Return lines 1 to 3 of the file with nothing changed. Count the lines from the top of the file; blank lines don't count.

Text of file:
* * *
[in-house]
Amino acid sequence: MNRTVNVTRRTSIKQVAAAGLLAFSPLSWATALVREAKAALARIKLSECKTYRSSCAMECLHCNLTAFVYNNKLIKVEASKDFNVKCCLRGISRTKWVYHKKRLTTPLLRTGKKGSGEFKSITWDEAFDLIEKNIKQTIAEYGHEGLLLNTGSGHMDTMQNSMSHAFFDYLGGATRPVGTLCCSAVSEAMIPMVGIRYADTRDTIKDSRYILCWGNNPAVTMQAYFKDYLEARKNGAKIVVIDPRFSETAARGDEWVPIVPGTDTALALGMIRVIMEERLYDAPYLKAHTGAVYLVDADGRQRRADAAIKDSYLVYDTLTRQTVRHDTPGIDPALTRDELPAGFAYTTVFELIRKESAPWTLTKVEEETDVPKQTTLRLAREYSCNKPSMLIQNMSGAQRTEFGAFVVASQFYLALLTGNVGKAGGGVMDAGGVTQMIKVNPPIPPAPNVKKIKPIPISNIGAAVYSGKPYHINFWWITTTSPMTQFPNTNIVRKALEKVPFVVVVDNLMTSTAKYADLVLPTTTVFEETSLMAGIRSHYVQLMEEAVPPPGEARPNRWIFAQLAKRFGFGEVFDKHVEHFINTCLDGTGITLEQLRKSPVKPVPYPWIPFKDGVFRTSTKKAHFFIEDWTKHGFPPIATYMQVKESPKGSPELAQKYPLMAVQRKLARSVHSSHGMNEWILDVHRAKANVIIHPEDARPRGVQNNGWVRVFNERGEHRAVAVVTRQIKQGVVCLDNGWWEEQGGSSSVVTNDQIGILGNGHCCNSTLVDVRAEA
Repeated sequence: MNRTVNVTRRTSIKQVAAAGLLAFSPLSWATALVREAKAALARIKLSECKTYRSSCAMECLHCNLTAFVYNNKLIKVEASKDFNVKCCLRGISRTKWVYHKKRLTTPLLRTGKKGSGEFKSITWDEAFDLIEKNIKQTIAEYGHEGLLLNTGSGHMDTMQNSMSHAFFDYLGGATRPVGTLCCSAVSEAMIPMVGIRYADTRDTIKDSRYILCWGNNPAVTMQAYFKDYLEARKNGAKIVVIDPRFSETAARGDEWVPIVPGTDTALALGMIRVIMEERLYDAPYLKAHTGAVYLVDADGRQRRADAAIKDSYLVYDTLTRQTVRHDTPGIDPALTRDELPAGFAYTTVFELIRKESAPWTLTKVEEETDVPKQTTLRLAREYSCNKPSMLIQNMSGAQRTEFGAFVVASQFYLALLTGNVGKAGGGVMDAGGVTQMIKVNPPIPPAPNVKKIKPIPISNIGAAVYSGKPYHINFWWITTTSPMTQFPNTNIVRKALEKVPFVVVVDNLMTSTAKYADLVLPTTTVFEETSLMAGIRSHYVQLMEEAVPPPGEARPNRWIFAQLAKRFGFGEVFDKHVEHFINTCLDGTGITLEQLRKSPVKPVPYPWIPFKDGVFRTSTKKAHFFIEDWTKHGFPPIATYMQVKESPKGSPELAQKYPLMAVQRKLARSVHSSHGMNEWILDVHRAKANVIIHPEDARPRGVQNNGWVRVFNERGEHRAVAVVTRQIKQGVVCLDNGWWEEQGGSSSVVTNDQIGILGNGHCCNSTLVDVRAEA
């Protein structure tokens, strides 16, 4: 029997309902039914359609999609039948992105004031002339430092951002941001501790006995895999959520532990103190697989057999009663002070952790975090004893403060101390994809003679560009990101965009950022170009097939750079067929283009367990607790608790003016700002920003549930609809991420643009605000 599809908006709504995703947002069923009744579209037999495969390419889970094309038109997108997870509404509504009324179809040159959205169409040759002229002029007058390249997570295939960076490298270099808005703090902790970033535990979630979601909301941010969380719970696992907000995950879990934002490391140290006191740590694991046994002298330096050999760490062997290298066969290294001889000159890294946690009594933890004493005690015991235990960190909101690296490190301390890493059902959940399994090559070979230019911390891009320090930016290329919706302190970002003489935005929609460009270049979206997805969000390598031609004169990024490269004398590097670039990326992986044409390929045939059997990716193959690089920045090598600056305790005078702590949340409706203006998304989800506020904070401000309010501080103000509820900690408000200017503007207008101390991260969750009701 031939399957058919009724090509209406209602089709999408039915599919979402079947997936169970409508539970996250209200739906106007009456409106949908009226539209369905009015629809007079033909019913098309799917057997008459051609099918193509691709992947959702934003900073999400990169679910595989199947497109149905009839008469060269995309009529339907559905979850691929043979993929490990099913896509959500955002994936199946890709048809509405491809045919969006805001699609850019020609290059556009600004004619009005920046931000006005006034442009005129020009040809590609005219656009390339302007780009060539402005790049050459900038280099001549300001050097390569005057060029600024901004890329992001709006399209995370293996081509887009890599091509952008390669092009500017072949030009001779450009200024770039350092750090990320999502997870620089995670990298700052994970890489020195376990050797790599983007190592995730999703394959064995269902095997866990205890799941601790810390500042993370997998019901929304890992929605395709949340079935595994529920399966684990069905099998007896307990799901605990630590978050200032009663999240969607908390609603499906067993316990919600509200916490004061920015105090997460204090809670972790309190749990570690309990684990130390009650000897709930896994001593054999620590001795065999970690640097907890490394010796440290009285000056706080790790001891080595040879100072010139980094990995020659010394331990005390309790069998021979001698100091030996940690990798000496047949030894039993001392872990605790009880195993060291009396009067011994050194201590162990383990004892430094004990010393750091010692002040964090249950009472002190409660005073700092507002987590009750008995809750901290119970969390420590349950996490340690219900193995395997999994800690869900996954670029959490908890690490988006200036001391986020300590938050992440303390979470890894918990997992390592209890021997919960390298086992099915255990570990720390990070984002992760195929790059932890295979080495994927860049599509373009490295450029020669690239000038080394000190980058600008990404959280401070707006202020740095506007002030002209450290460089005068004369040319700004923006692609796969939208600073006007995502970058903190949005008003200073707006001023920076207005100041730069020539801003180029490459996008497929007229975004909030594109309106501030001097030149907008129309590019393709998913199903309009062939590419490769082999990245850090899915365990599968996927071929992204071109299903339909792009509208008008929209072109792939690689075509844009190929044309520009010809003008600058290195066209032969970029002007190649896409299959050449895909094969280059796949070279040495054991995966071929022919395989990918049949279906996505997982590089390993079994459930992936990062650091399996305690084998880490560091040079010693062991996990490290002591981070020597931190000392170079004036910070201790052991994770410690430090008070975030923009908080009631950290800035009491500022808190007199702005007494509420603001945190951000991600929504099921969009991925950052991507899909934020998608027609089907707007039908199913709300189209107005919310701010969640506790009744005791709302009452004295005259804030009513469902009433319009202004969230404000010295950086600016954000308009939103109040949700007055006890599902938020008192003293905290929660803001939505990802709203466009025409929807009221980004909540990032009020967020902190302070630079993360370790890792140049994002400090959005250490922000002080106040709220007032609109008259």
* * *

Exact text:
[in-house]
Amino acid sequence: MNRTVNVTRRTSIKQVAAAGLLAFSPLSWATALVREAKAALARIKLSECKTYRSSCAMECLHCNLTAFVYNNKLIKVEASKDFNVKCCLRGISRTKWVYHKKRLTTPLLRTGKKGSGEFKSITWDEAFDLIEKNIKQTIAEYGHEGLLLNTGSGHMDTMQNSMSHAFFDYLGGATRPVGTLCCSAVSEAMIPMVGIRYADTRDTIKDSRYILCWGNNPAVTMQAYFKDYLEARKNGAKIVVIDPRFSETAARGDEWVPIVPGTDTALALGMIRVIMEERLYDAPYLKAHTGAVYLVDADGRQRRADAAIKDSYLVYDTLTRQTVRHDTPGIDPALTRDELPAGFAYTTVFELIRKESAPWTLTKVEEETDVPKQTTLRLAREYSCNKPSMLIQNMSGAQRTEFGAFVVASQFYLALLTGNVGKAGGGVMDAGGVTQMIKVNPPIPPAPNVKKIKPIPISNIGAAVYSGKPYHINFWWITTTSPMTQFPNTNIVRKALEKVPFVVVVDNLMTSTAKYADLVLPTTTVFEETSLMAGIRSHYVQLMEEAVPPPGEARPNRWIFAQLAKRFGFGEVFDKHVEHFINTCLDGTGITLEQLRKSPVKPVPYPWIPFKDGVFRTSTKKAHFFIEDWTKHGFPPIATYMQVKESPKGSPELAQKYPLMAVQRKLARSVHSSHGMNEWILDVHRAKANVIIHPEDARPRGVQNNGWVRVFNERGEHRAVAVVTRQIKQGVVCLDNGWWEEQGGSSSVVTNDQIGILGNGHCCNSTLVDVRAEA
Repeated sequence: MNRTVNVTRRTSIKQVAAAGLLAFSPLSWATALVREAKAALARIKLSECKTYRSSCAMECLHCNLTAFVYNNKLIKVEASKDFNVKCCLRGISRTKWVYHKKRLTTPLLRTGKKGSGEFKSITWDEAFDLIEKNIKQTIAEYGHEGLLLNTGSGHMDTMQNSMSHAFFDYLGGATRPVGTLCCSAVSEAMIPMVGIRYADTRDTIKDSRYILCWGNNPAVTMQAYFKDYLEARKNGAKIVVIDPRFSETAARGDEWVPIVPGTDTALALGMIRVIMEERLYDAPYLKAHTGAVYLVDADGRQRRADAAIKDSYLVYDTLTRQTVRHDTPGIDPALTRDELPAGFAYTTVFELIRKESAPWTLTKVEEETDVPKQTTLRLAREYSCNKPSMLIQNMSGAQRTEFGAFVVASQFYLALLTGNVGKAGGGVMDAGGVTQMIKVNPPIPPAPNVKKIKPIPISNIGAAVYSGKPYHINFWWITTTSPMTQFPNTNIVRKALEKVPFVVVVDNLMTSTAKYADLVLPTTTVFEETSLMAGIRSHYVQLMEEAVPPPGEARPNRWIFAQLAKRFGFGEVFDKHVEHFINTCLDGTGITLEQLRKSPVKPVPYPWIPFKDGVFRTSTKKAHFFIEDWTKHGFPPIATYMQVKESPKGSPELAQKYPLMAVQRKLARSVHSSHGMNEWILDVHRAKANVIIHPEDARPRGVQNNGWVRVFNERGEHRAVAVVTRQIKQGVVCLDNGWWEEQGGSSSVVTNDQIGILGNGHCCNSTLVDVRAEA